So of the Huntsman World Senior Games themselves. The late Jon Huntsman Sr.'s vision of creating an event that would attract hordes of seniors to Southern Utah annually to engage in competition with each other if he named it the World Senior Games has become, over three decades, likely the most successful event of its kind in ...well...the world.


As many as 10,000 seniors show up at the remote corner of the West over the two weeks to compete in the Games, which include events ranging from track and field and tennis to golf, archery, bowling, cycling, lawn bowling, and various others.

So back to this year's Games. All those on my team have joined the ranks of friends important to me and I to them. So perhaps the best incentive next week in St. George will be that I don't want to let them down.
Continue reading

Two with deep roots in Bon Marche share demise thoughts

BonMarche_seattle-1

Macy's announcement that it will close its downtown flagship store and thus bring permanent closure to the last vestige of the retail icon whose decades of visibility as simply The Bon was actually ended by Macy's in 2005 prompted two people for whom The Bon had deep roots to share their thoughts on what it meant to Seattle retailing.
 
One, Chuck Nordhoff, recalled how his great grandparents, Edward and Josephine Nordhoff, she 18 with a two year old daughter and he 32,, came west to Seattle from Chicago in 1890 to create a small dry goods store they named the Bon Marche, after a famous 1800s retailer in Paris, a European capital where Nordhoff worked for a time.
 
john BullerJohn BullerJohn Buller, on the other hand, had a key role in shaping The Bon competitively and changing the culture of the retailer in the '80s when, as training director and Director of Corporate Culture, researching the history of the company was part of his approach to aide employees in understanding their roles as current employees. He described his role to me as "changing the culture from a clerk environment to a selling environment."
 
In his research relating to history, Buller discovered some of the details that helped fashion The Bon's early appeal and that built regard for the Nordhoffs among citizens of what was, at that time, a population of about 40,000 residents scattered in and around the Seattle area.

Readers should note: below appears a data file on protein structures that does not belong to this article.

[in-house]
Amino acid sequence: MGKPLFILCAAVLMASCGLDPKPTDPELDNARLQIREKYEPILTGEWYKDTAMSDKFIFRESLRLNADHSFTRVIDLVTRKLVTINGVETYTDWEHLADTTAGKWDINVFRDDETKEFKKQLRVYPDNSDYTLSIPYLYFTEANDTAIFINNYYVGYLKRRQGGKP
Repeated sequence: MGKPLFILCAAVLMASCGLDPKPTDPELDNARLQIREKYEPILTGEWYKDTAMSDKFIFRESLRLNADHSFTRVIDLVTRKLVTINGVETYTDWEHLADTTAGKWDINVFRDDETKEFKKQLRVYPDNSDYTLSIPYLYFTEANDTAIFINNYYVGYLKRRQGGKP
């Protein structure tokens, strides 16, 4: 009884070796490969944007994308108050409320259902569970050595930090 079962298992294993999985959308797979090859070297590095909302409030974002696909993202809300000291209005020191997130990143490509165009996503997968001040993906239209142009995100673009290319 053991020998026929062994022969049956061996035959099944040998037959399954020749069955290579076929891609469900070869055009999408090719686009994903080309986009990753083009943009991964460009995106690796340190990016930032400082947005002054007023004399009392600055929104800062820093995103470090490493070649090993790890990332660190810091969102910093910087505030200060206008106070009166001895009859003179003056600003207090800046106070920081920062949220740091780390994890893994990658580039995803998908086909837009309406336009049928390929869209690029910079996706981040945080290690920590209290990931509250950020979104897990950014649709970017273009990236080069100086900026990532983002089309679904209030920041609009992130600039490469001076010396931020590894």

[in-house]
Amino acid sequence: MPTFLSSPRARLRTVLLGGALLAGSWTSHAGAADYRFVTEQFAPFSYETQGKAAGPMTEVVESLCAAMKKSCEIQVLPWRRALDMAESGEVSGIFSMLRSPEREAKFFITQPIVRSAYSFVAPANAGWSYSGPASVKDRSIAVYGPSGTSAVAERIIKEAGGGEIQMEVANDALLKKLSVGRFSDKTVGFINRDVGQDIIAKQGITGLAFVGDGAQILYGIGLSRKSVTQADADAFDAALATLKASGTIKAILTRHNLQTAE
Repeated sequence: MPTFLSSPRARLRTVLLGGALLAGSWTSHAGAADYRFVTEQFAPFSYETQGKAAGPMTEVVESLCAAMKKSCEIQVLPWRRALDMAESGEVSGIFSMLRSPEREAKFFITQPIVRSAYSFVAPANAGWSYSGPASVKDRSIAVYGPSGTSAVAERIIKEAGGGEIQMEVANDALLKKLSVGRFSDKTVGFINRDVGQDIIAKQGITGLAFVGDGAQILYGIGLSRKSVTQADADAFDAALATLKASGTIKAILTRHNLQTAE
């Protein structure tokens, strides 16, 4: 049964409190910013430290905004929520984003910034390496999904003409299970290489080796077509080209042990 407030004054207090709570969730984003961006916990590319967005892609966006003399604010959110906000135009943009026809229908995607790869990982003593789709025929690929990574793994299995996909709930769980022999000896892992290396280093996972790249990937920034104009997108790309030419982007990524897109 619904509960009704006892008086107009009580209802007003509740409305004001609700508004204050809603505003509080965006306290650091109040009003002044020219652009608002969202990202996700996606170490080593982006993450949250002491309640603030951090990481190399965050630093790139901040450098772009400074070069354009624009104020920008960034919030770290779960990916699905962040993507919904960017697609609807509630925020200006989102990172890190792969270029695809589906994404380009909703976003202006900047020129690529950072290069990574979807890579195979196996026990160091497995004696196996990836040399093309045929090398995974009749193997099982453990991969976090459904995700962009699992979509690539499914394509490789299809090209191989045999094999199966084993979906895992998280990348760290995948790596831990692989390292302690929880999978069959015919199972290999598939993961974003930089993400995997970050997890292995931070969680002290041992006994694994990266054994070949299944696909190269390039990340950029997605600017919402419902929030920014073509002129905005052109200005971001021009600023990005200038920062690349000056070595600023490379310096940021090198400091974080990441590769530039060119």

One was the fact that Edward Nordhoff was one of the earliest discount retailers and the story of how he fashioned that role is an amusing bit of history that should have been more enduringly told.
 
It seems that Nordhoff, in the face of competitors who included Donald E. Frederick and Nels B. Nelson (like the Nordhoffs in their 30s when they founded Frederick & Nelson) went back to New York and returned with thousands of pennies. He gave customers back a penny for each dollar spent, basically offering a 1 percent discount on all purchases, the idea of a 1 percent discount being nothing to sneeze at in those days, apparently.
 
Chuck Nordhoff's thoughts are more future-focused as he shared with me concern about what will become of fixtures and parts of history still located on the walls and doors in the store.
 
"If there's one thing the family is interested in, it's what will happen to things like the bust of Josephine Nordhoff over the elevator door and the series of panels that are mostly dated from the earliest era, including one panel that talks of Josephine," he said.
 
He suggested there would be room for such memorabilia in the Museum of History and Industry, whose board he has been a member of and chaired.
 
In fact, Josephine Nordhoff is a woman appropriate to be remembered well beyond the store. Little recalled is her role as a prominent Seattle businesswoman. In fact, Edward Nordhoff credited her with guiding the success of the store. She was also a prominent supporter of community causes, including the Seattle Day Nursery and the Seattle Orthopedic Hospital Association.